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Wednesday, 12 February, 2003, 09:26 GMT
WMD: Words of mass dissemination
E-cyclopedia: the words behind the headlines
weapons of mass destruction n 1. any weapon which could potentially inflict fatalities and physical damage on a massive scale. 2. polit. the nuclear, biological and chemical (NBC) arsenals of states identified as belonging to the axis of evil. also abbrv. as WMD.

CURRENT USAGE: "These [UN] reports do not contend that weapons of mass destruction remain in Iraq, but nor do they exclude that possibility." Dr Hans Blix's statement to the UN Security Council - 27/01/03.

ORIGIN: British newspapers called bomber aircraft "weapons of mass destruction" in 1937, when the Nazi Luftwaffe was flattening towns - such as Guernica - during the Spanish Civil War.

In the arms race of the Cold War, WMD was exclusively applied to thermo-nuclear bombs - since the opposing sides were ready with enough nukes to mutually assure the destruction of, well, everything.

BROADENED DEFINITION: UN Resolution 687 - which ended the Gulf War in 1991 - called on Iraq to relinquish its NBC ambitions and summed up the unpleasant trio as WMD.

In 1998, US law formalised WMD as devices able "to cause death or serious bodily injury to a significant number of people" using chemicals, a disease organism, radiation or radioactivity.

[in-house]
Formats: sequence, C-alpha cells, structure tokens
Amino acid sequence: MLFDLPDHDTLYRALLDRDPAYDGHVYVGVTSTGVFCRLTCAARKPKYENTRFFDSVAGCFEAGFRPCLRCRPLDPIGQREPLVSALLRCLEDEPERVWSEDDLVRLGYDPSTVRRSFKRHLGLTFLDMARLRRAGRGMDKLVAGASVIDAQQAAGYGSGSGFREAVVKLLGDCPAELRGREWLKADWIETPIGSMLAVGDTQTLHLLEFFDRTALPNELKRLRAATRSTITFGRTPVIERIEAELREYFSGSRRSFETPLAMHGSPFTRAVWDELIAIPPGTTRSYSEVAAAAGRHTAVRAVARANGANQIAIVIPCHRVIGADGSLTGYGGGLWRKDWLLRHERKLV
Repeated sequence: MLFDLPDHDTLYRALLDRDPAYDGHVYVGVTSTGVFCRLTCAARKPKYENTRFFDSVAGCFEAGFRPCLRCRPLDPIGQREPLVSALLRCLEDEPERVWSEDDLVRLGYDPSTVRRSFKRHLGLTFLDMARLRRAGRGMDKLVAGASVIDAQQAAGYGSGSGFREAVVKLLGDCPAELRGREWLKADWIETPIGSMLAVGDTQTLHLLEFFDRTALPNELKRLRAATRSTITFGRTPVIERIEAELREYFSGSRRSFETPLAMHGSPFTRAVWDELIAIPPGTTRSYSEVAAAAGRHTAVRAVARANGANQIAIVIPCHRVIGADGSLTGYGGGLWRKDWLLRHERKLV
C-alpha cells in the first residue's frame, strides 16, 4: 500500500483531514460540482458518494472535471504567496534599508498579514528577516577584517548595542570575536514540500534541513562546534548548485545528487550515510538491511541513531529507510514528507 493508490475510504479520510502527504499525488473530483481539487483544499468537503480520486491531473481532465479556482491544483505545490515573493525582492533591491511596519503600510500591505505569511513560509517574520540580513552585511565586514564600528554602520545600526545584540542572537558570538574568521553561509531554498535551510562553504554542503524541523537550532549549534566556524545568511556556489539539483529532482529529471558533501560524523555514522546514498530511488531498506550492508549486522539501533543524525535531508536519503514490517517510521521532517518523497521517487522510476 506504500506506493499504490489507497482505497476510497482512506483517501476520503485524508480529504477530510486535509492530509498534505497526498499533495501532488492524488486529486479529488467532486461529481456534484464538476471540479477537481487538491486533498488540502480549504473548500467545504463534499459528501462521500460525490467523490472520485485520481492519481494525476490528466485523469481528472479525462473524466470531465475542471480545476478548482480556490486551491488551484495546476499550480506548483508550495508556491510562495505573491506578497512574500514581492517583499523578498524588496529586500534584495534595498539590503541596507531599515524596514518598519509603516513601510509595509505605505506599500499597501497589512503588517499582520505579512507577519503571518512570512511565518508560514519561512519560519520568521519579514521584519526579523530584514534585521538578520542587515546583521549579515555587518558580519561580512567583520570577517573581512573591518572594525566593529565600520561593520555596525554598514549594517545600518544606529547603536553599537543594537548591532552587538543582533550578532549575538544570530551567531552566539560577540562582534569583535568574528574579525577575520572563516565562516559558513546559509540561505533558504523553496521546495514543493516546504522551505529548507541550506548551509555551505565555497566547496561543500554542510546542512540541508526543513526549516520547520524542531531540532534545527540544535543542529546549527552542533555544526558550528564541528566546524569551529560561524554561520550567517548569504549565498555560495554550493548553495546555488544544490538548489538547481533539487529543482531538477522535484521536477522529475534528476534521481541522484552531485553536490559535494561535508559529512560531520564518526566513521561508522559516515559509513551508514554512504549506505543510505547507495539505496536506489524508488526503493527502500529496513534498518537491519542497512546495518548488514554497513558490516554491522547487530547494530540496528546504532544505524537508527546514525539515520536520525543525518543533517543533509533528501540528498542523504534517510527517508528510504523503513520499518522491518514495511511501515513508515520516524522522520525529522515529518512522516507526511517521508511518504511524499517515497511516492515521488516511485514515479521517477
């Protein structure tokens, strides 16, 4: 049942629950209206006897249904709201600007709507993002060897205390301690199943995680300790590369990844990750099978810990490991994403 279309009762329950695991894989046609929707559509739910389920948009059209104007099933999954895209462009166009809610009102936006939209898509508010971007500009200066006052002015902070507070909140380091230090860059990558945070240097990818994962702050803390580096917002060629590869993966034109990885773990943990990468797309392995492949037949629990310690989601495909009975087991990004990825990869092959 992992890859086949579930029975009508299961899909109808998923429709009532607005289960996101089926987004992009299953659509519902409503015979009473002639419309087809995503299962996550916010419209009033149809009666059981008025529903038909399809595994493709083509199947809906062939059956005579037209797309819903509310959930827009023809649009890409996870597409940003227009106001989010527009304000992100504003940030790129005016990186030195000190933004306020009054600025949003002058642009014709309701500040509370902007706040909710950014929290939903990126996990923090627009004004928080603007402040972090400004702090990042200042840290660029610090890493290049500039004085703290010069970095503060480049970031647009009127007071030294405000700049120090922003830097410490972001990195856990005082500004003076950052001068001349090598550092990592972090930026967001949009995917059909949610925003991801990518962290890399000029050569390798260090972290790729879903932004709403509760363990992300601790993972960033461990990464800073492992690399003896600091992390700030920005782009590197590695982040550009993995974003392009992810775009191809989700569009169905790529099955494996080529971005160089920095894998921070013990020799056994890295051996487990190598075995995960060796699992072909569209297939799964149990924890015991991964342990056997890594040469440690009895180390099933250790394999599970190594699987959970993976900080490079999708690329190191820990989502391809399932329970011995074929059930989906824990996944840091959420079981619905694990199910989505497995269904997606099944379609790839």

DISPUTED DEFINITION: the FBI says conventional explosives can also be WMD. "A weapon crosses the WMD threshold when the consequences of its release overwhelm local responders."

DISPUTED DEFINITION (TWO): Colombia's Vice President Gustavo Bell Lemus told the UN that small arms are also WMD, because bullet fatalities "dwarf that of all other weapons systems - and in most years greatly exceed the toll of the atomic bombs that devastated Hiroshima and Nagasaki".

DISPUTED DEFINITION (THREE): some say that fewer - rather than more - weapons should be deemed capable of mass destruction.

"Only nuclear weapons are completely indiscriminate by their explosive power, heat radiation and radioactivity, and only they should therefore be called a weapon of mass destruction" says chemical weapons expert Gert G Harigel.

ALTERNATIVES: Mr Harigel prefers to call clouds of anthrax or poison gas or radioactive dust "weapons of terror" when aimed against civilians and "weapons of intimidation" for soldiers in gas masks and protective suits.

"Weapons of indiscriminate destruction", "weapons of mass disruption" and "weapons of catastrophic effect" have also been suggested.

MASS USE: WMD has had a mass impact of its own. Its recent ubiquity has earned it a place on Lake Superior State University's famed list of "misused, overused and generally uselessness" words.


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